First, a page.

Appeal from the United States District Court for the Western District of Wisconsin. No. 80 C 522 - Barbara B. Crabb, Judge.
Cummings, Chief Judge, Eschbach, Circuit Judge, and Grant, Senior District Judge.*fn*
In September 1980, thirteen independently owned drugstores located in various southern Wisconsin towns sued defendant Walgreen Company, an Illinois corporation which operates company-owned drugstores throughout the United States. Prior to October 1, 1980, it also sold its and others' drug, beauty aid and household commodity products nationwide through fourteen hundred independently owned drugstores pursuant to a standard "Dealership Agreement". Plaintiffs sued for injunctive and monetary relief under the Wisconsin Fair Dealership Law (WFDL), WIS. STATE. § 135.01 et seq., in state court, but the suit was removed by defendant to the Western District of Wisconsin by virtue of diversity jurisdiction (28 U.S.C. § 1332). Paragraph "Fourth. (d)" of the Dealership agreement with plaintiff Willis Drug provided that "in the event Walgreen determines at any time to discontinue all similar Dealer's agreements, it may, at its option, terminate all agreements * * * upon a thirty days' written notice to the Dealer" (App. AA-5). Similar language appeared in paragraph "Fourth. (c)" of the defendant's Dealership Agreements with the other plaintiffs (App. A40).
On April 14, 1980, defendant decided to terminate all its Dealership Agreements effective October 1, 1980, on the ground that the dealers were producing an inadequate rate of return. Defendant so notified its fourteen hundred dealers by letter of April 17th. This action prompted the thirteen plaintiffs to sue. Because two of the pharmacies, Bernie's Walgreen Agency and Geona City Pharmacy, had executed Dealership Agreements with defendant before the April 1974 effective date of the WFDL, the district court dismissed them from the suit and granted defendant summary judgment with respect to their claims on June 1, 1982. 539 F. Supp. at 1362-1363. This appeal by defendant involves the prevailing remaining eleven drugstores.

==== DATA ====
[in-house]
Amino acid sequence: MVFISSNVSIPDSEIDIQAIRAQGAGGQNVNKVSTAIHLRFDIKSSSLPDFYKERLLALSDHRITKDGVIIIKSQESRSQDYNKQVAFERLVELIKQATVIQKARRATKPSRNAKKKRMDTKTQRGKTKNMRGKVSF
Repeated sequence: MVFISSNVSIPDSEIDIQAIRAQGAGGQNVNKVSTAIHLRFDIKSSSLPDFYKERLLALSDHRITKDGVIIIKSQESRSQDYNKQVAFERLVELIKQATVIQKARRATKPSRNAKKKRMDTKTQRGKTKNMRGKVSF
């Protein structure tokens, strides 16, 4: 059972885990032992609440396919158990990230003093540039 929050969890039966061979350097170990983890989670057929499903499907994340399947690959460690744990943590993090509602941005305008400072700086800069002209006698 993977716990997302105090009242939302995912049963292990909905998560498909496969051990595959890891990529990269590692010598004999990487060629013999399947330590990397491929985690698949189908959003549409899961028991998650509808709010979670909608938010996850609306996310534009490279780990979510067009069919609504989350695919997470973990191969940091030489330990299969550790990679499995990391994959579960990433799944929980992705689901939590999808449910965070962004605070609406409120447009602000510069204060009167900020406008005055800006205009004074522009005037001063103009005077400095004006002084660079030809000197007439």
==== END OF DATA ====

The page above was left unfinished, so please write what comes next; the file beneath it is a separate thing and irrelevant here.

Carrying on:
In her June 1982 opinion (Kealey Pharmacy & Home Care Service, Inc. v. Walgreen Co. (Kealey I), 539 F. Supp. 1357 (W.D. Wis. 1982)), Judge Crabb ruled that the WFDL applied to the parties and permitted Walgreen to terminate dealerships only for good cause, which was defined in Section 135.02 of the statute as:
(a) Failure by a dealer to comply substantially with essential and reasonable requirements imposed upon him by the grantor, or sought to be imposed by the grantor, which requirements are not discriminatory as compared with requirements imposed on other similarly situated dealers either by their terms or in the manner of their enforcement; or (b) Bad faith by the dealer in carrying out the terms of the dealership.
The court rejected defendant's argument that the Wisconsin Act permitted these nondiscriminatory, evenhanded and impartial terminations whose adverse impact upon the suing dealers would be much the same. Instead the court ruled that "a Wisconsin court would conclude that the [WFDL] law was intended to, and does, cover nondiscriminatory, across-the-board terminations of dealerships even if those terminations are undertaken because the grantor decides to withdraw from an entire geographic area, or to cease production of the products sold by its dealers, or to change its marketing structure, or for any other business reason." 539 F. Supp. at 1368.
The defendant's attach on the constitutionality of the WFDL was also rejected, but the court concluded that since the plaintiffs could be compensated adequately by an award of damages, no injunctive relief would be granted. Plaintiffs were awarded partial summary judgment on the issue of defendant's liability for damages. 539 F. Supp. at 1371.
The district court handed down its second opinion, Kealey ii, in April 1984 after trial to the court on the issue of damages.*fn1 The eleven drugstore plaintiffs were awarded $431,182 pursuant to the WFDL. Included in this amount were their attorney's fees of $75,407 and costs of $15,428 which are reimbursable under Section 135.06 of the statute.*fn2